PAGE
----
Y&M Regeneration Ltd has big plans for the future. Yvonne says in the next five years she wants to move from planting cash crops to agro-processing. Again, she wants to use innovative technology to plant other species of timber that is rarely used.
The number one challenge she mentioned is lack of adequate capital to expand. With the vision outlined for the business, she has to invest so much into technology to achieve this. But with killer-interest rates, she dreads the idea of borrowing from the bank to finance her projects. She has to rely on the revenue she generates from the business to plough back as capital and that is not enough to drive the vision.
Yvonne says her educational background has been of immense benefit to her. Even though she is largely driven by passion for what she does, had it not been for her educational background, she wouldn’t be able to make that passion a reality. Remember, it was in the lecture hall she got this business idea, so the role of education cannot be downplayed at all.
How GCIC has contributed
Joining the Ghana Climate Innovation Centre (GCIC) programme, Yvonne says, has put her business on another level. She says the GCIC gave the business a grant when she provided convincing evidence that the business is profitable.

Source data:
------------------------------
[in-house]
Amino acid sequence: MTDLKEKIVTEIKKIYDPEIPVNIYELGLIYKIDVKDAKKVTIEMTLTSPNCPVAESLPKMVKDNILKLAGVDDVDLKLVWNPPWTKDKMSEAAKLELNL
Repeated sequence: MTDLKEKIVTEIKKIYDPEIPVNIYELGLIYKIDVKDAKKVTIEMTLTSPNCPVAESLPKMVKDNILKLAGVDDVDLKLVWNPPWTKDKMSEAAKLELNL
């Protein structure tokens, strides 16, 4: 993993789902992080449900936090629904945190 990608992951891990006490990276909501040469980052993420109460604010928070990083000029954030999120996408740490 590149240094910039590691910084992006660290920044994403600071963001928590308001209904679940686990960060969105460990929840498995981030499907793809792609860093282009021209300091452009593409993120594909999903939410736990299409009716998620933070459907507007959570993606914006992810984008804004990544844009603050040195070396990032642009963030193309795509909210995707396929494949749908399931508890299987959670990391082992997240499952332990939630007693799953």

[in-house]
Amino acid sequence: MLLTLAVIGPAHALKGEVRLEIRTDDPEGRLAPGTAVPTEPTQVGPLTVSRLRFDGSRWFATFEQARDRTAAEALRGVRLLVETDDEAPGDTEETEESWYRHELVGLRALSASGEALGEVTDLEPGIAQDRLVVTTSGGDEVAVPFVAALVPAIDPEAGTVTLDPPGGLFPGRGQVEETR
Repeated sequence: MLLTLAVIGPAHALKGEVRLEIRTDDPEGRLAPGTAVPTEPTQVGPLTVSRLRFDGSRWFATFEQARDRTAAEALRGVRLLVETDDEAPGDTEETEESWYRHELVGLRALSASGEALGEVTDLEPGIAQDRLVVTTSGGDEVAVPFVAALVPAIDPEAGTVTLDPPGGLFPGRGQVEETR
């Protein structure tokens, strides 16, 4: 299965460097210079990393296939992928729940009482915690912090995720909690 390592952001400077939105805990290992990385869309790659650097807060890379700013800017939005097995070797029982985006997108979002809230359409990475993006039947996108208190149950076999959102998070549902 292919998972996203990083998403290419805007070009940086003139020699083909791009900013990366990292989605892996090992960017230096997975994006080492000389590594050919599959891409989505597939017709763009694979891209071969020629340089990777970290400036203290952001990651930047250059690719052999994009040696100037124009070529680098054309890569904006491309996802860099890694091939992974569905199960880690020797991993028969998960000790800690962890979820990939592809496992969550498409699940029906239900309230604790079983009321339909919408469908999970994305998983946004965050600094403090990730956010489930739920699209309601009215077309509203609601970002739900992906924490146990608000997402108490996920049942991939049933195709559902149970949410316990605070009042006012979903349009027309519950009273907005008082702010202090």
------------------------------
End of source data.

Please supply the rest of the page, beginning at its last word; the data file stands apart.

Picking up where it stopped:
Women economic empowerment
Women economic empowerment, Yvonne maintains, is very crucial to the society as women are very influential and shows much commitment to a course than men. So, for her, women must be educated and have their capacities built to make them ready for gainfully employment.
How government can support
Yvonne thinks with government’s assistance and support, forestry and agriculture can be rebranded to attract the youth. She feels if the right policies are implemented by government, more young people will become attracted to agriculture.
Advice for young entrepreneurs
“I will say, not only gold is money; there is also money in forestry. If you have the right business idea and commitment, you can also make money in forestry and agriculture business. Forestry is very diversified; you can go into planting, processing, among others. So if you have the right idea, you can succeed in this business.”
The Ghana Climate Innovation Centre is a pioneering business incubator with a unique focus of developing SME ventures and entrepreneurs in Ghana’s ‘Green Economy’. Our mission is to develop and support an exceptional set of transformational ventures and entrepreneurs who are pioneering adaptive and mitigating solutions for climate change issues in Ghana.
GCIC is funded by a grant from the Governments of Denmark and the Netherlands through the World Bank, and is managed by a consortium led by Ashesi University, and including Ernst and Young, SNV Ghana and the United Nations University. The Consortium offers the perfect mix of experience and excellence in private sector development, climate change, entrepreneurship, education and training, and research and development know-how.
Through their work 1,129 Metric Tonnes of CO2 have been avoided. Over 200,000 households have access to products innovated by their entrepreneurs and 127 direct jobs have been created with 57 of them being women-led. More than $1.4 million has been received in grants by these businesses – about $700,000 of which was disbursed through GCIC proof of concept grants.
Source: The B&FT